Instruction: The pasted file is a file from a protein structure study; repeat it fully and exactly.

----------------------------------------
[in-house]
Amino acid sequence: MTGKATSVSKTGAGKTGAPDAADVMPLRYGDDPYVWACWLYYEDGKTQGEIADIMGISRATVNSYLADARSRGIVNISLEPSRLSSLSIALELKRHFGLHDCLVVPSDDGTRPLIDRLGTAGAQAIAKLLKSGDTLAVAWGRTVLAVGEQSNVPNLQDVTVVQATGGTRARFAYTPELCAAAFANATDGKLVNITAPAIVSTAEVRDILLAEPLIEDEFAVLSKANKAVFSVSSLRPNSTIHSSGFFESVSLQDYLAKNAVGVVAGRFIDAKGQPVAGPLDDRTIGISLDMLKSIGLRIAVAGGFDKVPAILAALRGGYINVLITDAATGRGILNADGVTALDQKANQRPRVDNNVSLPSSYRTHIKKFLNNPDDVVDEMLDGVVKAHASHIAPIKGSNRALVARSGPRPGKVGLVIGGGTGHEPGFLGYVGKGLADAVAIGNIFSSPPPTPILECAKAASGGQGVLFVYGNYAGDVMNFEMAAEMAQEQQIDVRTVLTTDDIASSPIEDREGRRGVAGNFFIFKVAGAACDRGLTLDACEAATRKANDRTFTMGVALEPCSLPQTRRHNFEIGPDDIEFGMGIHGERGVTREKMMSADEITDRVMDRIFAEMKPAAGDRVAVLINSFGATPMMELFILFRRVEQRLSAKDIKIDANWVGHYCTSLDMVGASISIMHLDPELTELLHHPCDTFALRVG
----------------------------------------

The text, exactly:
[in-house]
Amino acid sequence: MTGKATSVSKTGAGKTGAPDAADVMPLRYGDDPYVWACWLYYEDGKTQGEIADIMGISRATVNSYLADARSRGIVNISLEPSRLSSLSIALELKRHFGLHDCLVVPSDDGTRPLIDRLGTAGAQAIAKLLKSGDTLAVAWGRTVLAVGEQSNVPNLQDVTVVQATGGTRARFAYTPELCAAAFANATDGKLVNITAPAIVSTAEVRDILLAEPLIEDEFAVLSKANKAVFSVSSLRPNSTIHSSGFFESVSLQDYLAKNAVGVVAGRFIDAKGQPVAGPLDDRTIGISLDMLKSIGLRIAVAGGFDKVPAILAALRGGYINVLITDAATGRGILNADGVTALDQKANQRPRVDNNVSLPSSYRTHIKKFLNNPDDVVDEMLDGVVKAHASHIAPIKGSNRALVARSGPRPGKVGLVIGGGTGHEPGFLGYVGKGLADAVAIGNIFSSPPPTPILECAKAASGGQGVLFVYGNYAGDVMNFEMAAEMAQEQQIDVRTVLTTDDIASSPIEDREGRRGVAGNFFIFKVAGAACDRGLTLDACEAATRKANDRTFTMGVALEPCSLPQTRRHNFEIGPDDIEFGMGIHGERGVTREKMMSADEITDRVMDRIFAEMKPAAGDRVAVLINSFGATPMMELFILFRRVEQRLSAKDIKIDANWVGHYCTSLDMVGASISIMHLDPELTELLHHPCDTFALRVG